questionable software installed.
I was disappointed at this turn of events, as I was unable to play one of my
favorite games, Civilization IV. At the time, I eventually gave up. About a
year later, at school, I made friends with another big fan of the
Civilization series games. Recently, he recommended I purchase the available
expansions ("Warlords" and "Beyond The Sword"), and join him online for
multiplayer fun. This sounded like a great idea to me. I started looking for
where my discs had gone, and while thinking of where I might have lost them,
I remembered all the trouble I had attempting to install it before. Another
friend of mine has pointed out that I could get a "no-disk patch" for the
Personally, I am opposed to such hacks. Additionally, I worry that searching
for and installing such a patch might give me a virus of some sort. At the
same time, however, I am at a loss as to how I can play my own legally
purchased game on my own legally purchased computer, without the use of
possibly illegal hacks and patches. As I have been considering the issue in
my mind over the past few days, I have found myself increasingly annoyed at
the sheer absurdity and avoidability of the situation. Additionally, I am
saddened by the lack of trust, both in the assumption that I as a consumer
would attempt to pirate the game, leading to the inclusion of the 'SafeDisc'
technology, and by the lack of trust that is expressed by not even
advertising the used of this technology, so I could make an informed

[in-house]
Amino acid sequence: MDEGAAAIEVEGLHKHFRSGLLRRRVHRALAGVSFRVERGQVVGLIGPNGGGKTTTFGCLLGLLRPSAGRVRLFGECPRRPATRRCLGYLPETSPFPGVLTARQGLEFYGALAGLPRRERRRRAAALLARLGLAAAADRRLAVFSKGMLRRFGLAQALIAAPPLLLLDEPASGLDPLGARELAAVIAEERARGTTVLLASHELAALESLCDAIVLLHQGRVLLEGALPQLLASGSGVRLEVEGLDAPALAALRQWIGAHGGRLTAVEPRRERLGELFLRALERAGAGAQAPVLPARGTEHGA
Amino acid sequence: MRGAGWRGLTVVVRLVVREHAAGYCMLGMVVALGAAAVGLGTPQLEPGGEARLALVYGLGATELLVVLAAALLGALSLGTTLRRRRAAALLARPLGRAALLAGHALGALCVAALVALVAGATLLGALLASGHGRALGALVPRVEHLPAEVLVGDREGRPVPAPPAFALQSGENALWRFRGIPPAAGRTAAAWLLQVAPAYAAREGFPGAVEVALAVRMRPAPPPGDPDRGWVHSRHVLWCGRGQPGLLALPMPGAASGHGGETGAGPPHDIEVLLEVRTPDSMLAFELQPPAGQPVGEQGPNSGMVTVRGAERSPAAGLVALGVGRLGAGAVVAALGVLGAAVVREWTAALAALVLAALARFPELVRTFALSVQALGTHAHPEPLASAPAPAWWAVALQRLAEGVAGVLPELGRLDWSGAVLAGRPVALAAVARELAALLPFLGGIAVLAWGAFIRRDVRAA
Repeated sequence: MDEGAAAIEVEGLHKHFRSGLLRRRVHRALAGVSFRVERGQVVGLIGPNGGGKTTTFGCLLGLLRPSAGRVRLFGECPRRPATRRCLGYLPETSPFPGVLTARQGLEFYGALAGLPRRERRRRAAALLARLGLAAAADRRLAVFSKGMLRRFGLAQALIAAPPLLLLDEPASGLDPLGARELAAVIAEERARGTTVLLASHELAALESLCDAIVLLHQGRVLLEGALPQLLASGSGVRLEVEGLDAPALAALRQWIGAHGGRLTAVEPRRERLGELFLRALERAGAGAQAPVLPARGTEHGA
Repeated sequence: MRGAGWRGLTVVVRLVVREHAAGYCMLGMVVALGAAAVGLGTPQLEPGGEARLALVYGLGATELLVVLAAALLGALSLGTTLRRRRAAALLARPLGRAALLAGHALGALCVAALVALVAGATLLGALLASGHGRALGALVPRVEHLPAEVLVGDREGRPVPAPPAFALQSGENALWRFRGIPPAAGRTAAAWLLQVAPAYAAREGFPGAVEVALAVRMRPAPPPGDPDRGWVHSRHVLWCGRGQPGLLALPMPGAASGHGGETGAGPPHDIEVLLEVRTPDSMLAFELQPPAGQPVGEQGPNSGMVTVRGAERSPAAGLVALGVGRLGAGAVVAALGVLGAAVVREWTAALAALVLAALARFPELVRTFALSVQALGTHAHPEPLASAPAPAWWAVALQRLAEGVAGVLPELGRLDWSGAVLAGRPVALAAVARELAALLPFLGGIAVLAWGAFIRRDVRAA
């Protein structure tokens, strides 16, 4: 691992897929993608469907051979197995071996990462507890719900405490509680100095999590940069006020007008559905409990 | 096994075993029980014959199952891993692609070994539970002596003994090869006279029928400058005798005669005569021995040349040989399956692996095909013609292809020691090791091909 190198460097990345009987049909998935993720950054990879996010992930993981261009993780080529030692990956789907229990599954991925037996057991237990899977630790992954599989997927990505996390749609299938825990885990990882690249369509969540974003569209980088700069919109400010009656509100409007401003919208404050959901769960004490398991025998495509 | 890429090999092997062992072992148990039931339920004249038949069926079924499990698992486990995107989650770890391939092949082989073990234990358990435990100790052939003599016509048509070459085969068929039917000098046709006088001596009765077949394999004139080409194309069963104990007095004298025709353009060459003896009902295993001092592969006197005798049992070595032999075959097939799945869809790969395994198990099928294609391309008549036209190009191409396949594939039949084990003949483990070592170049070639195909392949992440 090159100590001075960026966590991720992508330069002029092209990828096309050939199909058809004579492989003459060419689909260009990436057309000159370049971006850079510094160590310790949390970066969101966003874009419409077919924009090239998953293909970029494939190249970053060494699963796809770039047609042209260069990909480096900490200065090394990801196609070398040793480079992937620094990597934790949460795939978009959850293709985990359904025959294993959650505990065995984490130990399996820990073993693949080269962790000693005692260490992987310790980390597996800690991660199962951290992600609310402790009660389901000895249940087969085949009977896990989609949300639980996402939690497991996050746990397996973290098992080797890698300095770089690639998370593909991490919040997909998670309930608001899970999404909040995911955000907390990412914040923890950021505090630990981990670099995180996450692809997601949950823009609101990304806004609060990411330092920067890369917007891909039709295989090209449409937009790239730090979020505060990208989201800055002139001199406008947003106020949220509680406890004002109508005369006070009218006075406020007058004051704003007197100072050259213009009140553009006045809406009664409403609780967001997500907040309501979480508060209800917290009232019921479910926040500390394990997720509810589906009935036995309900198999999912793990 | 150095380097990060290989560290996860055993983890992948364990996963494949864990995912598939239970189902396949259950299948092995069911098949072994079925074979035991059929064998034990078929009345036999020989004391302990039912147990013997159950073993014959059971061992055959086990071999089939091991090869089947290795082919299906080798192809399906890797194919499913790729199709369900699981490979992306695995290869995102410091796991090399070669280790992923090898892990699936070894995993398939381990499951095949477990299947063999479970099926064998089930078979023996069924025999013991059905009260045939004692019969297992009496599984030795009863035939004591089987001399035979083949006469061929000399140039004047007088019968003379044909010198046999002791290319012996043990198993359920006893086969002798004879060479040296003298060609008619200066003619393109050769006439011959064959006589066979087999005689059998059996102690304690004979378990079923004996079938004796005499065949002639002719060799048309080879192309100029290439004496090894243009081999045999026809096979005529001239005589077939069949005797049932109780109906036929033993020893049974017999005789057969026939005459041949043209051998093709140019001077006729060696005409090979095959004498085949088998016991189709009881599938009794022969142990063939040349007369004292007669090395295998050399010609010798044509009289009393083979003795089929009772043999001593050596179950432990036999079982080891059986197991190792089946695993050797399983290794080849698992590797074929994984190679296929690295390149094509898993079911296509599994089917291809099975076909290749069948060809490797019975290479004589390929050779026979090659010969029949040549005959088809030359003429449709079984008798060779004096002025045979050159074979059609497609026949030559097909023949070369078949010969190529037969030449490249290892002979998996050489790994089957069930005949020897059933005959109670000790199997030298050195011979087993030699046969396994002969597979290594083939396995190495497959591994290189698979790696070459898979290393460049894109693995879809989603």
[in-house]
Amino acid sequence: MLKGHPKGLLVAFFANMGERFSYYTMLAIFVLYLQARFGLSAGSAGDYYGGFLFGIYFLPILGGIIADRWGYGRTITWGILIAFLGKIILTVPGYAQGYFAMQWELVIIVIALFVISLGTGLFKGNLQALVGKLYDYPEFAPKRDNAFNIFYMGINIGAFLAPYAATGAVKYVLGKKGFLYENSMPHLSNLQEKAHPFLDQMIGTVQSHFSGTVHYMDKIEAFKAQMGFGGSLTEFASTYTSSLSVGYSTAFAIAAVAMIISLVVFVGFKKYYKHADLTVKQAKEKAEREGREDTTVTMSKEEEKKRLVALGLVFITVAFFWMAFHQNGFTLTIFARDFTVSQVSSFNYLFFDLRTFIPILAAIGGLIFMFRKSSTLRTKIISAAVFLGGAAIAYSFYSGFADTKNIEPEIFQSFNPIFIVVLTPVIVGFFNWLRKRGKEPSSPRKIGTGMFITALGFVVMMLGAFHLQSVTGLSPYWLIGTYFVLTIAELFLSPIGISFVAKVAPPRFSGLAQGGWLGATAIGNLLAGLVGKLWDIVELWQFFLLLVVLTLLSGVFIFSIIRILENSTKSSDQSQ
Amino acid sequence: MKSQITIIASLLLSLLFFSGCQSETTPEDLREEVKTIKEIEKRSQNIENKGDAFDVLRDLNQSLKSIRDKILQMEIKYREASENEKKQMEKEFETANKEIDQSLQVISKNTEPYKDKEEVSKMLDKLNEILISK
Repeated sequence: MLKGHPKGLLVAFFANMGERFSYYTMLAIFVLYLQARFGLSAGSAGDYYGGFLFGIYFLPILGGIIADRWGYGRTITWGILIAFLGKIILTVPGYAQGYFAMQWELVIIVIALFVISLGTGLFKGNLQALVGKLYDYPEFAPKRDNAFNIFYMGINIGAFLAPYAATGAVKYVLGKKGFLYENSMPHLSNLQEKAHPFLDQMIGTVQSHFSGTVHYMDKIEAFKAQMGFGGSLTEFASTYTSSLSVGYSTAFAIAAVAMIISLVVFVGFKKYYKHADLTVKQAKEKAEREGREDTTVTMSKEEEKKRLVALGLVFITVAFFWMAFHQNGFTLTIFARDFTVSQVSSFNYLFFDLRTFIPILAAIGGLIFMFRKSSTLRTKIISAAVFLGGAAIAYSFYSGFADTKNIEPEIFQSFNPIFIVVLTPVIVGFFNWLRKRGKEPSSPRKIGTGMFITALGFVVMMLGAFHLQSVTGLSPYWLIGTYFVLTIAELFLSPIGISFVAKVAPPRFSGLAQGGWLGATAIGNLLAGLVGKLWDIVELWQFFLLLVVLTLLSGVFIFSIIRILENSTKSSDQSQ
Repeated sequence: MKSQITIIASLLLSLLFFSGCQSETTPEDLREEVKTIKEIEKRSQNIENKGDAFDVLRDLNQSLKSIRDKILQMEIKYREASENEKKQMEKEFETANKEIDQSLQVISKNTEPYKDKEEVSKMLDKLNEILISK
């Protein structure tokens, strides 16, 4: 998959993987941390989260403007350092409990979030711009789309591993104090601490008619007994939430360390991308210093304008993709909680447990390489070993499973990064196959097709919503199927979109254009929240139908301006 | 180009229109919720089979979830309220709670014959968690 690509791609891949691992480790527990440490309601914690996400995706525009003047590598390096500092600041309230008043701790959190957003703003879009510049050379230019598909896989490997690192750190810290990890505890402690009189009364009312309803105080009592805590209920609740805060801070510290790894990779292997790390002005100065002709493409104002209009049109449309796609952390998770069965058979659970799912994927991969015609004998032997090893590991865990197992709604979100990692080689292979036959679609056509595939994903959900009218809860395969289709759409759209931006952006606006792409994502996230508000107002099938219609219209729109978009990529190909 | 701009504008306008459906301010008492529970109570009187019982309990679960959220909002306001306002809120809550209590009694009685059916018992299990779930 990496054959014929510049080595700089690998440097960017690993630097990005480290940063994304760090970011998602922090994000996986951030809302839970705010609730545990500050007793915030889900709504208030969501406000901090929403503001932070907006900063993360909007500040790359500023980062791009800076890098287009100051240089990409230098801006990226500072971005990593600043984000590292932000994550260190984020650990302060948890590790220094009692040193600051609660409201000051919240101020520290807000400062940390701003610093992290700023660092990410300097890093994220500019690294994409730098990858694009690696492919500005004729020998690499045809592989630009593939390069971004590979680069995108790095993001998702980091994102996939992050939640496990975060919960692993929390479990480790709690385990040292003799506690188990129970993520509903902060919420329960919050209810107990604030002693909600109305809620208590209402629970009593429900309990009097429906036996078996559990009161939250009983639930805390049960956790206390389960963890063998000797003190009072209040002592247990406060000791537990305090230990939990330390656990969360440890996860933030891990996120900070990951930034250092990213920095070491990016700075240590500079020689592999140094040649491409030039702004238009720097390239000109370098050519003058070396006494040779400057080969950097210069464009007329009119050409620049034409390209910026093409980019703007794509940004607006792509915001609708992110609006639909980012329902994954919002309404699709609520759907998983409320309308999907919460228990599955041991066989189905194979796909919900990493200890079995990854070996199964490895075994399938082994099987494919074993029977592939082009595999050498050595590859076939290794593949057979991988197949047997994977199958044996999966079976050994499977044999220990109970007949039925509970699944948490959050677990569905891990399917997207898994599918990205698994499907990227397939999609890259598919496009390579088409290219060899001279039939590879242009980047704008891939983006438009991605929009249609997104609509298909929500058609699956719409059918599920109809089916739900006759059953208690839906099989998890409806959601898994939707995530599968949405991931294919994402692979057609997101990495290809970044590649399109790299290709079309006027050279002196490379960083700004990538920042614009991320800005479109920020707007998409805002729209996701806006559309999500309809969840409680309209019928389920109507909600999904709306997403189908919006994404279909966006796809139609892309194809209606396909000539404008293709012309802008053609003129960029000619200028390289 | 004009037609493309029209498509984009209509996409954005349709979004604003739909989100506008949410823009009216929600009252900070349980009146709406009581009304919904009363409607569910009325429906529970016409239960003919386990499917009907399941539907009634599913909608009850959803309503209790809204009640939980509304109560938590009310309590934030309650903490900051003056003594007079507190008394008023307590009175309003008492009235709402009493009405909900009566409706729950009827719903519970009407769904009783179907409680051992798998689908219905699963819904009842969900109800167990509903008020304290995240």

decision *before* purchasing and attempting the install the game.
I understand and appreciate the business prerogative to use 'Macrovision
SafeDisc' technology. I am aware piracy and copyright theft are huge
problems plaguing the industry today. That said, however, this technology
was slipped into the product without my prior knowledge, and it renders me
unable to use said product, despite being a legal purchaser of it.
At this point, I cannot install "Civilization IV" on my computer. As of
such, I have no reason to purchase the expansions available for it.
Additionally, I am disappointed that I cannot play multiplayer with my
I realize that I am only one customer of millions, and the loss of my
business would not affect Take-2 in any appreciable way. I realize, given
the nature of modern customer service, that even if this message is read by
a real person, it is likely to be ignored, or responded to with a
'fill-in-the-blanks' style response. I realize that even if responded to
personally, I am unlikely to get any solution to the basic problem, or a
real addressing of the problem at hand. Even so, I can only hope for the
If, perhaps, there is a more appropriate department or contact person for
this issue, please please let me know.
My most sincere regards,
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Boy, you have said a lot here, and I agree with you on so many of these details. I've had similar problems with Mac games I've purchased and loved so much that I kept going back to them -- until their copy protection wouldn't let me. I have even called support numbers (different companies than 2K) and have had the customer service reps not believe I owned a game, even though I had the disc right there in my hand. I wouldn't mind jumping through a simple hoop, or paying a very nominal fee, to get an upgraded copy of my favorite games. I'm going to contact the company and see if we can't get a response for you.
Thanks for taking time to post this very considered and thoughtful topic. Really great.
Perhaps this is a bit late but I hope you're still receiving this message.
I just noticed that, with the most recent patch for Civilization 4: Beyond the Sword, the presence of the dvd is no longer checked. I did not test the vanilla version, but at least this is some good news. Perhaps Take2 decided it won't matter much anymore with Civ5 being out nowadays.